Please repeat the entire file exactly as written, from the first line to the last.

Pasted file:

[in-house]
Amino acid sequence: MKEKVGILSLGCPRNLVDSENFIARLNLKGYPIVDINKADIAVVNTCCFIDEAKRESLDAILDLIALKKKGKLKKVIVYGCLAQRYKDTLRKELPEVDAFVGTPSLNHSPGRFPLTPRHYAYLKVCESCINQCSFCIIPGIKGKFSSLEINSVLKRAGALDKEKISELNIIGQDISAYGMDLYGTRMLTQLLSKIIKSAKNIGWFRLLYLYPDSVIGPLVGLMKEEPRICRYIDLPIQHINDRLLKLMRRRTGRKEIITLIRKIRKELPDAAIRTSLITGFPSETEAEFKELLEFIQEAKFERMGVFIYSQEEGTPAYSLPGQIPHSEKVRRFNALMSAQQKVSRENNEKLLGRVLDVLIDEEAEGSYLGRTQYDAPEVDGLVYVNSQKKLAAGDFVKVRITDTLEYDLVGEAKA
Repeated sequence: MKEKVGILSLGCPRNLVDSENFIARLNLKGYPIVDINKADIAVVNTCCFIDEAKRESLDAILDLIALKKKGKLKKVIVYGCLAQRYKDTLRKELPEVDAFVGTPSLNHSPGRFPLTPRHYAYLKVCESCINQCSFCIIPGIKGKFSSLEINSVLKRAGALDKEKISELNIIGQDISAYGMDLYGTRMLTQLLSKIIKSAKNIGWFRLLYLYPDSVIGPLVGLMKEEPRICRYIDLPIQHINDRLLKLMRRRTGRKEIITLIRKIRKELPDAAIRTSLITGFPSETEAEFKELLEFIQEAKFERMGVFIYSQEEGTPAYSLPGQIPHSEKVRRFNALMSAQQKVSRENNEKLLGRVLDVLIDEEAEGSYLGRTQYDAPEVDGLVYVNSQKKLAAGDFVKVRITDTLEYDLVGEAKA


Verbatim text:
[in-house]
Amino acid sequence: MKEKVGILSLGCPRNLVDSENFIARLNLKGYPIVDINKADIAVVNTCCFIDEAKRESLDAILDLIALKKKGKLKKVIVYGCLAQRYKDTLRKELPEVDAFVGTPSLNHSPGRFPLTPRHYAYLKVCESCINQCSFCIIPGIKGKFSSLEINSVLKRAGALDKEKISELNIIGQDISAYGMDLYGTRMLTQLLSKIIKSAKNIGWFRLLYLYPDSVIGPLVGLMKEEPRICRYIDLPIQHINDRLLKLMRRRTGRKEIITLIRKIRKELPDAAIRTSLITGFPSETEAEFKELLEFIQEAKFERMGVFIYSQEEGTPAYSLPGQIPHSEKVRRFNALMSAQQKVSRENNEKLLGRVLDVLIDEEAEGSYLGRTQYDAPEVDGLVYVNSQKKLAAGDFVKVRITDTLEYDLVGEAKA
Repeated sequence: MKEKVGILSLGCPRNLVDSENFIARLNLKGYPIVDINKADIAVVNTCCFIDEAKRESLDAILDLIALKKKGKLKKVIVYGCLAQRYKDTLRKELPEVDAFVGTPSLNHSPGRFPLTPRHYAYLKVCESCINQCSFCIIPGIKGKFSSLEINSVLKRAGALDKEKISELNIIGQDISAYGMDLYGTRMLTQLLSKIIKSAKNIGWFRLLYLYPDSVIGPLVGLMKEEPRICRYIDLPIQHINDRLLKLMRRRTGRKEIITLIRKIRKELPDAAIRTSLITGFPSETEAEFKELLEFIQEAKFERMGVFIYSQEEGTPAYSLPGQIPHSEKVRRFNALMSAQQKVSRENNEKLLGRVLDVLIDEEAEGSYLGRTQYDAPEVDGLVYVNSQKKLAAGDFVKVRITDTLEYDLVGEAKA